Several misguided Michigan Republicans have made headlines recently—and not for anything good. There’s the state house candidate who said he tells his daughters that “if rape is inevitable, you should just lie back and enjoy it,” and the gubernatorial hopeful who said abortion shouldn’t be allowed in cases of rape because the fetus “may be the next president.”
Not to be outdone, all three Republican candidates vying to become Attorney General said last month that they oppose the Supreme Court ruling which allowed married couples to use birth control and said that issue should be left to the states. The right to privacy established in that case, 1965’s Griswold v. Connecticut, underpins the 1973 ruling Roe v. Wade—and you may have heard that the historic abortion case is on its last legs.
If the Supreme Court overturns Roe and sends abortion back to the states, it’s not just legal abortion and birth control that could go out the window, but also decisions legalizing marriage equality and sex between same-sex partners. And it gets worse: Current Michigan Attorney General, Democrat Dana Nessel, said her state still has an expansive sodomy law on the books that a conservative AG could weaponize against heterosexual couples.
“It’s a 15-year felony not just to have same-sex intimate relationships, [but] our sodomy statute basically prohibits everything but missionary sex,” Nessel, a former sexual assault prosecutor, told Jezebel. “So oral sex and anal sex, to have those types of sexual acts with your legally consenting spouse, you could theoretically go to prison for up to 15 years—it’s the same [penalty] as sex by force,” said Nessel, who is Michigan’s first openly gay person elected to statewide office. The state also has an anti-adultery law still on the books.
If Roe were overturned, Michigan’s 1931 criminal abortion ban would go back into effect; it makes abortion a felony carrying a four-year sentence, she said. (Advocates are currently collecting signatures so voters could protect abortion in the state constitution in November.) “Same-sex marriages are banned not just by statute in Michigan, but also by our Constitution as of 2004,” she said. The 2015 Supreme Court decision Obergefell v. Hodges legalized marriage equality in the state.
Nessel is up for re-election in November, when sexual privacy rights could already be a thing of the past. She said that, given what’s at stake, it’s shocking to hear potential elected officials talk so cavalierly about bodily autonomy, spouting what she called “neanderthal, archaic attitudes.”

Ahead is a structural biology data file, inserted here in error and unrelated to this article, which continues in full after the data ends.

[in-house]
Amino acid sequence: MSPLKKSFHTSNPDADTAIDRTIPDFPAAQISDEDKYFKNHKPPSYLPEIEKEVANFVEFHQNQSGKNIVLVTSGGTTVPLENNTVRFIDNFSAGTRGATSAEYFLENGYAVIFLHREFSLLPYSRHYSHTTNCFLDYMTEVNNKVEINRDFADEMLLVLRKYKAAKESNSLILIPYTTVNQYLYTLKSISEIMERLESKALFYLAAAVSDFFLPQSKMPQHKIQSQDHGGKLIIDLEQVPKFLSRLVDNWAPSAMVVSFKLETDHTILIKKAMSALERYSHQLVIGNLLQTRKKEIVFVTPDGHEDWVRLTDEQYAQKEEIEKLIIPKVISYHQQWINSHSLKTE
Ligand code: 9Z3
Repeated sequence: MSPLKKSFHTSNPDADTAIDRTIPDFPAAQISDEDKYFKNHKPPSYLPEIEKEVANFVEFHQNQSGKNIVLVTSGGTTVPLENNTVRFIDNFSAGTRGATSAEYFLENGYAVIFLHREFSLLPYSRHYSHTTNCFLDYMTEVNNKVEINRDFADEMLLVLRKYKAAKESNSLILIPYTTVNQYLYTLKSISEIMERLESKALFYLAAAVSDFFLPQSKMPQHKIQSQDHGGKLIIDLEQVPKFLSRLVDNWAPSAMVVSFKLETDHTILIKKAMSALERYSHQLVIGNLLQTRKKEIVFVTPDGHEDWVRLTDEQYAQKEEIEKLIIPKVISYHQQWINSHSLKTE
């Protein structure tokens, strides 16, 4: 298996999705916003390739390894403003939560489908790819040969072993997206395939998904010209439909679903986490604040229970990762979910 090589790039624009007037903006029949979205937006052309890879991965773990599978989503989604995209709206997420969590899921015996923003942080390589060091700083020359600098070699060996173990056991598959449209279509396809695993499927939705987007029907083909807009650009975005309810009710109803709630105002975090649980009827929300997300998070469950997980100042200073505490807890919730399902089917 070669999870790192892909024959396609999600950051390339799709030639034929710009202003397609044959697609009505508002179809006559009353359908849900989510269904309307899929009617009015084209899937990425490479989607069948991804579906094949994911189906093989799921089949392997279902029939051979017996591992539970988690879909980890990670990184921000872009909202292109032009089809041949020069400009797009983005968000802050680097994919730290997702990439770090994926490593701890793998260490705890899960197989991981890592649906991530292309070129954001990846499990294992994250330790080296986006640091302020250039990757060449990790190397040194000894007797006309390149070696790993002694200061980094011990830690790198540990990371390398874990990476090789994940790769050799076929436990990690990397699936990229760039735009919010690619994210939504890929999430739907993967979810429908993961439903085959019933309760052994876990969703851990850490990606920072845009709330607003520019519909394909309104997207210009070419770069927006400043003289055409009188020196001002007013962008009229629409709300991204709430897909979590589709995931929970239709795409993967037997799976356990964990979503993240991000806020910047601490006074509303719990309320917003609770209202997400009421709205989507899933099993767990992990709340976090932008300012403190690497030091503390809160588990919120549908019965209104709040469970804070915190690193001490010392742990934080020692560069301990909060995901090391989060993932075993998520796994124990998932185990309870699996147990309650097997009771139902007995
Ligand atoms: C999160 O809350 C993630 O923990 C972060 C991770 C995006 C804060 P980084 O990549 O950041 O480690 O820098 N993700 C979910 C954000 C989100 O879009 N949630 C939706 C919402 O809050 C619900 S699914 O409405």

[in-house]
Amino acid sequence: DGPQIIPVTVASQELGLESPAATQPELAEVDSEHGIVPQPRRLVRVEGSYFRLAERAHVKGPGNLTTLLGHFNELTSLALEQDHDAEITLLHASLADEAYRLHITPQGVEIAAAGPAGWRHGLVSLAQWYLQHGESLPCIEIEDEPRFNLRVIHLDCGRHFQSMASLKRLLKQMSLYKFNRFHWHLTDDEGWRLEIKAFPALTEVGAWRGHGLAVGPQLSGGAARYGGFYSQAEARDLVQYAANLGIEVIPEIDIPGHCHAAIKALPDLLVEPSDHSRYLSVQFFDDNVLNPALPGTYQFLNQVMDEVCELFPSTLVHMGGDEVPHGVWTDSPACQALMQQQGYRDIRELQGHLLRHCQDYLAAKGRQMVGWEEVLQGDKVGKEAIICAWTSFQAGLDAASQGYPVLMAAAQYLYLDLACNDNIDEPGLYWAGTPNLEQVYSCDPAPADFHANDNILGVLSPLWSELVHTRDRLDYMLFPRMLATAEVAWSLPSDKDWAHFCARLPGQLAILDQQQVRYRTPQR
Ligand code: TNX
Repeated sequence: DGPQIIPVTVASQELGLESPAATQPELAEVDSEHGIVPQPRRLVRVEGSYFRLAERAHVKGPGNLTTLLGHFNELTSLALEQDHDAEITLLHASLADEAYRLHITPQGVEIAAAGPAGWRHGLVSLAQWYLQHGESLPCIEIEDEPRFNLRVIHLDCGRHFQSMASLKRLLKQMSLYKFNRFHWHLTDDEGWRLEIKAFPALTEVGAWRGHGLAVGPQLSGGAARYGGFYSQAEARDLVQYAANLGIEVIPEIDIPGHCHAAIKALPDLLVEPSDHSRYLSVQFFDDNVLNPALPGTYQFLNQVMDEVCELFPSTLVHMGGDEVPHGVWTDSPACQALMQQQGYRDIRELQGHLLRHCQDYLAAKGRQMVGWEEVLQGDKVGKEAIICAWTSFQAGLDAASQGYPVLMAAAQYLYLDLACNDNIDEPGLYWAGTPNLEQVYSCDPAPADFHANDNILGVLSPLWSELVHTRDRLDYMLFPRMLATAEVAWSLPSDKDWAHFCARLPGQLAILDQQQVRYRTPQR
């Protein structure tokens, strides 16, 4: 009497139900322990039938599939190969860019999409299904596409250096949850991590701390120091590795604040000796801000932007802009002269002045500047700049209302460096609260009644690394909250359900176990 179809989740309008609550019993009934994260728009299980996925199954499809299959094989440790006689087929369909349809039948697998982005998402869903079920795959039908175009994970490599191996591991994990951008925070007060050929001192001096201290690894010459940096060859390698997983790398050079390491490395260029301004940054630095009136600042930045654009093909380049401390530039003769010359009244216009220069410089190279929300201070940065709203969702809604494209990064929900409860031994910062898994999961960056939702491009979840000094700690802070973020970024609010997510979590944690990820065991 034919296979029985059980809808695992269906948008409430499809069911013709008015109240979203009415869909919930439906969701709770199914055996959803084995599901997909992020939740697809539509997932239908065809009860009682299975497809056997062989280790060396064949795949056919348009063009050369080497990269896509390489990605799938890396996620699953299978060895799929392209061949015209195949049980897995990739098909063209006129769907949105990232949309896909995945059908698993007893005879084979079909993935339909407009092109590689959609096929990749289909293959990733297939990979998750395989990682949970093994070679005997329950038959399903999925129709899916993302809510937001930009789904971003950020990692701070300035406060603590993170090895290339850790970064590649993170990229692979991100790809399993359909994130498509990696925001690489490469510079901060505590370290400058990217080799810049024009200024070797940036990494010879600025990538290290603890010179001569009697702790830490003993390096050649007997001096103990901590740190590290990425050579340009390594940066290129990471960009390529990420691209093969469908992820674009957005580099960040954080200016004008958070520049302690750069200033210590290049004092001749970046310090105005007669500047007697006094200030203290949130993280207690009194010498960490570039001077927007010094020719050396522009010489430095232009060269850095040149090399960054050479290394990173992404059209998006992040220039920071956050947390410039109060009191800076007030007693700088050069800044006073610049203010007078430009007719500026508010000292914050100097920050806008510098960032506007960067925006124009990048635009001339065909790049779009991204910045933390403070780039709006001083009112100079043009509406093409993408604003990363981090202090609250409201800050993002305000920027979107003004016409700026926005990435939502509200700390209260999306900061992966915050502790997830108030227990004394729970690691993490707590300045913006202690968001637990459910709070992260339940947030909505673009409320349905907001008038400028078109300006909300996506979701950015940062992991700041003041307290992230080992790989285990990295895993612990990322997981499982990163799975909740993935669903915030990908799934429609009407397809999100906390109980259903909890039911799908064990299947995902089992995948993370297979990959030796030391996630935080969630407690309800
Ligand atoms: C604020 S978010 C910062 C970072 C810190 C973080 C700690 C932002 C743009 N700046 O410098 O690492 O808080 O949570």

Talk of Griswold being wrongly decided is a red flag, because the case is like a block near the base of a Jenga tower, Nessel said. The tower started with the birth control for married couples block, then on top the court added interracial marriage, birth control for unmarried people, abortion, then same-sex relationships, and marriage equality.
“When you take out Roe, when you take out Griswold, everything just collapses. Everything is built on a premise of this right of privacy that was created as a constitutional precept, really, under Griswold,” she said. “So as Griswold goes, so do all of those other cases.”
Nessel would rather focus on prosecuting rapists than investigating the sex lives and reproductive choices of consenting adults, but she can’t say the same for her opponents.
“This is why I’ve been sort of screaming and hollering and jumping up and down trying to get people to understand what it means” that Roe is on the chopping block, she said. “It used to be [that] Republicans could kind of say whatever they wanted because they knew the US Supreme Court was never going to do anything. They could be as opposed to abortion as they wanted to be—or birth control or same-sex marriage or whatever it was—but it didn’t really matter.”
But now that there’s a 6-3 conservative supermajority on the court, state lawmaker’s stances are consequential. “If nothing is protected by the United States Constitution, and everything is a state’s right,” Nessel said, “it’s going to matter a whole hell of a lot who your Attorney General is because of how these laws are gonna be enforced, and then more so than that, who your state legislators and who your governor are, because we’ve got to repeal these laws.”
Nessel noted that conservatives—including the Republicans angling for her job—often frame abortion and birth control precedents as examples of judicial overreach when they should be rights determined by states. It’s a framing that sounds nice to the average person on the surface, but obscures the truth at hand.
“To them, it’s like, ‘yeah, I want my state to have rights.’ But what it means is that someone is voting on your rights—that you don’t automatically have those rights as an American by virtue of the fact that you live in a nation that values your right to privacy and believes that government has no place in your bedroom,” Nessel said. “People ought to be very concerned about that.”